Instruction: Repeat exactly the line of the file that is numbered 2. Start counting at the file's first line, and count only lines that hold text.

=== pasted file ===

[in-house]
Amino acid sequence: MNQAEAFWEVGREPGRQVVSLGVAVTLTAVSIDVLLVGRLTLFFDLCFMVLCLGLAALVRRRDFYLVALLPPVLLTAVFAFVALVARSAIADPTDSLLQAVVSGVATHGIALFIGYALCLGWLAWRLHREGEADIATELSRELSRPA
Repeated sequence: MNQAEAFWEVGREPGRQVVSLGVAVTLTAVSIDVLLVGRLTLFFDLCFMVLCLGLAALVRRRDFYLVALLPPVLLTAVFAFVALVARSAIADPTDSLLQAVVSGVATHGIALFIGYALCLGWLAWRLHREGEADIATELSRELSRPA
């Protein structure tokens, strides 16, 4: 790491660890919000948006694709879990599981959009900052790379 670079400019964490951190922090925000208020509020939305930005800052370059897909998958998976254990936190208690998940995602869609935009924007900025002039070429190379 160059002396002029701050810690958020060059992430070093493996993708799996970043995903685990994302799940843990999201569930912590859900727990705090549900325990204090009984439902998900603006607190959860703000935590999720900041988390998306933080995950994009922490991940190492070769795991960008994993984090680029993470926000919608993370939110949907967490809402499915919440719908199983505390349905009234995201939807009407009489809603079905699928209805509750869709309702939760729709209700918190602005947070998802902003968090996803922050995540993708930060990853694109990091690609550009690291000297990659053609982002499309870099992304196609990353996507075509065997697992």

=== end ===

Amino acid sequence: MNQAEAFWEVGREPGRQVVSLGVAVTLTAVSIDVLLVGRLTLFFDLCFMVLCLGLAALVRRRDFYLVALLPPVLLTAVFAFVALVARSAIADPTDSLLQAVVSGVATHGIALFIGYALCLGWLAWRLHREGEADIATELSRELSRPA